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Discussion in 'Technique' started by Biggemski, Jan 17, 2009.

  1. Biggemski

    Biggemski New Member

    Jan 26, 2007
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  2. aryobrand

    aryobrand New Member

    Oct 20, 2008
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    currently California, USA
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    Do what thou wilt shall be the whole of the Law.

    I think you're trying to ask: "Can anybody advise me on mastering this legendary piece?", and if that is the case ... ask for advice on Scriabin and you get it. :)

    My first point of advice is: Don't play it as AWFULLY as Vitalij Margulis plays it!!! Sorry if I've offended any of his fans (kind of, not really though :lol: ). The reason that I think his version is awful is that he practically ignores everything that Scriabin wrote on the page. His tempo is all over the place, the subtle rhythms that Scriabin lays down are gone from his version. I can't understand why so many people feel that Scriabin would go through so much trouble and effort to figure out exactly where each note should go within the measure - even breaking it down into five-against-thirteen-against-nine (etc) just to have it played in 3/4, for example, or worse in "no tempo". Vers La Flamme is actually one of my favourite Scriabin pieces (along with several others) and the beginning steady tempo in nine was at least fifty years ahead of its time, for that's how long it would take before Dave Brubeck, Miles Davis, and the like would appear and lay down similar beats. If you take the rhythm too far in that direction you can even hear the brushes on the high-hat coupled with the occasional rim-shot. :lol:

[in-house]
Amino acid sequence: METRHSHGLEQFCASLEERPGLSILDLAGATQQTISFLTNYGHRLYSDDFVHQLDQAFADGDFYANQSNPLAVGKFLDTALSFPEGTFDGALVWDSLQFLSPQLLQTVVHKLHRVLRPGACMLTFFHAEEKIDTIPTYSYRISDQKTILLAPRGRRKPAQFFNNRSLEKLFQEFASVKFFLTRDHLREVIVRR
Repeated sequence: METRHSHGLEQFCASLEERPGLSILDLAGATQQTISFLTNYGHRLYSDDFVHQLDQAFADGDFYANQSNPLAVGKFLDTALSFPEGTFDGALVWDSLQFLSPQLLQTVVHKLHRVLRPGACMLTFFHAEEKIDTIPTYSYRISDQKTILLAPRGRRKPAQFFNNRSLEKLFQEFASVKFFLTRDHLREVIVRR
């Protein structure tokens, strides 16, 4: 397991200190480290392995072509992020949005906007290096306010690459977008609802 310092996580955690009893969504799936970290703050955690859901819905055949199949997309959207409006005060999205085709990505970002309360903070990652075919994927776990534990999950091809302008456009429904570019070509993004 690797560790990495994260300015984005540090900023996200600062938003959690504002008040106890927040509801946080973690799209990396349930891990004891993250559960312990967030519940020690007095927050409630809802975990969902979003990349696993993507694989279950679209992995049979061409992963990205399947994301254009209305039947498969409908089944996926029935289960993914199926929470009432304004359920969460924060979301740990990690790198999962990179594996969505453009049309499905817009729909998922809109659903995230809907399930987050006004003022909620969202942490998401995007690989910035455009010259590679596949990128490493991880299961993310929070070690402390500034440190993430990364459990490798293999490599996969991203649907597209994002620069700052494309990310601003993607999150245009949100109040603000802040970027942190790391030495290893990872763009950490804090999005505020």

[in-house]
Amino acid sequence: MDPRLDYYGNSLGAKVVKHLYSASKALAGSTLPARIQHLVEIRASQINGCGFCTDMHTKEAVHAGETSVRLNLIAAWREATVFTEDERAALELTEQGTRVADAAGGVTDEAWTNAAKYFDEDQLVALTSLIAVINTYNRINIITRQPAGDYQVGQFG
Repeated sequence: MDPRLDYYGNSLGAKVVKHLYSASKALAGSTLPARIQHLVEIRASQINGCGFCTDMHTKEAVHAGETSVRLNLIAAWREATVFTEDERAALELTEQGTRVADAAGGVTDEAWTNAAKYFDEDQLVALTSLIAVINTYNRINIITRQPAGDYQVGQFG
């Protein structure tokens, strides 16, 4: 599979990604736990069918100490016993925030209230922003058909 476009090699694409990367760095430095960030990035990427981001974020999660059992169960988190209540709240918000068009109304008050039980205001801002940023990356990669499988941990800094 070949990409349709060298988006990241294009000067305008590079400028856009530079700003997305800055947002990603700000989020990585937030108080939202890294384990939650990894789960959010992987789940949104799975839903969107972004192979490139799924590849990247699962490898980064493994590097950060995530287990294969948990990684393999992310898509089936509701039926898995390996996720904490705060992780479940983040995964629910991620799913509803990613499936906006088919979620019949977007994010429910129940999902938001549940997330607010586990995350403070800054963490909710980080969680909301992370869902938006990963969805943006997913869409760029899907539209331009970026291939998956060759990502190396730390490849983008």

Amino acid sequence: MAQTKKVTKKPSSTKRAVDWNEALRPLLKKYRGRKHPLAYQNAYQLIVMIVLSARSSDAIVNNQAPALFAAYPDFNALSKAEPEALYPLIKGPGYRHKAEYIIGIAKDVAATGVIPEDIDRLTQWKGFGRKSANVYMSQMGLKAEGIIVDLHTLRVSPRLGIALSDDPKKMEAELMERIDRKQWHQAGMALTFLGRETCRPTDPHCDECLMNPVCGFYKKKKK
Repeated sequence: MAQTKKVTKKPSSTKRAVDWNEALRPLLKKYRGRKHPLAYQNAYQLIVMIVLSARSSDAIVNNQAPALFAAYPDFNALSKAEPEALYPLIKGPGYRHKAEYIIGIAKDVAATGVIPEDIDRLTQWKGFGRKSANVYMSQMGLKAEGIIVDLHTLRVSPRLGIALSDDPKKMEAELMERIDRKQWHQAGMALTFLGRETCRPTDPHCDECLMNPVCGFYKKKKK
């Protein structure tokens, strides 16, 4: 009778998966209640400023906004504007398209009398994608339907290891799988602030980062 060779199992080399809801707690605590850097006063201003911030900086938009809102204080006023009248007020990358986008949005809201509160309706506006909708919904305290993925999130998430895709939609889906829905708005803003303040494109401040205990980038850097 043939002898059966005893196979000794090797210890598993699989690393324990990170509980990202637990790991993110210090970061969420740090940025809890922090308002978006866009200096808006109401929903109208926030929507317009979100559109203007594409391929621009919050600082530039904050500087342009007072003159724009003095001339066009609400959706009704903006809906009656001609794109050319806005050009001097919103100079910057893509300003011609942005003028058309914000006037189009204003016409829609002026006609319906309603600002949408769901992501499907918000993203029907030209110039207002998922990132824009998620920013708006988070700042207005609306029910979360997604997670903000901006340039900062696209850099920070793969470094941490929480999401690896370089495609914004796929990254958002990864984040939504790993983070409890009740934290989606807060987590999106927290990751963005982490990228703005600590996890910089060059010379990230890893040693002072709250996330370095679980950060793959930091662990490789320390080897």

Pay particular attention to the rhythms at all points. If you're already well versed in polyrhythms (playing in two different tempo figures simultaneously - without having an easy common denominator with which to work), then remember to keep the voicings separate when he builds up further rhythms over the top of the old ones. If you haven't worked with polyrhythmic music that much then my advice would be to separate out the different melodies and play them separately; just as one would play hands separate. After you get the feel for the entirety, then begin to pay more attention to the dynamic interchange and Scriabin's unique melodic colours of his craft - continuing to shape the piece, reflecting on the title "Towards(ou peut-etre)Around the Flame" and its meaning in terms of Scriabin's beliefs. Then if you really want to master the piece, cast a circle in a graveyard at midnight and call forth with upraised wand the lords of the crossroads to bring forth the soul of Scriabin to visible appearance ... :oops: ... Oops! ... that would be for a different forum, what I mean is explore the sense of the piece through reflection or meditation. I think I better quit while I'm still ahead! ... (am I?)

    You may find that after you've mastered the rhythms 8), the melodies might demand slight variance in ritardando or accelerando - I would personally treat all such departures from the score only in the sense of what's commonly called a "Chopin rubato" lest a ritardando of one voicing obliterate a second or third voicing!! I don't currently have the score in front of me but I also remember some fairly difficult arpeggios or something which must NEVER fall out of the beat, or it brings disaster to the melody. If you're interested in what I've said so far, I might add more (and actually search out the score from my library.) Just start out taking it slow in steady tempo and this piece falls in to place much quicker than others by Scriabin. The best of luck!

    Love is the law, love under will.

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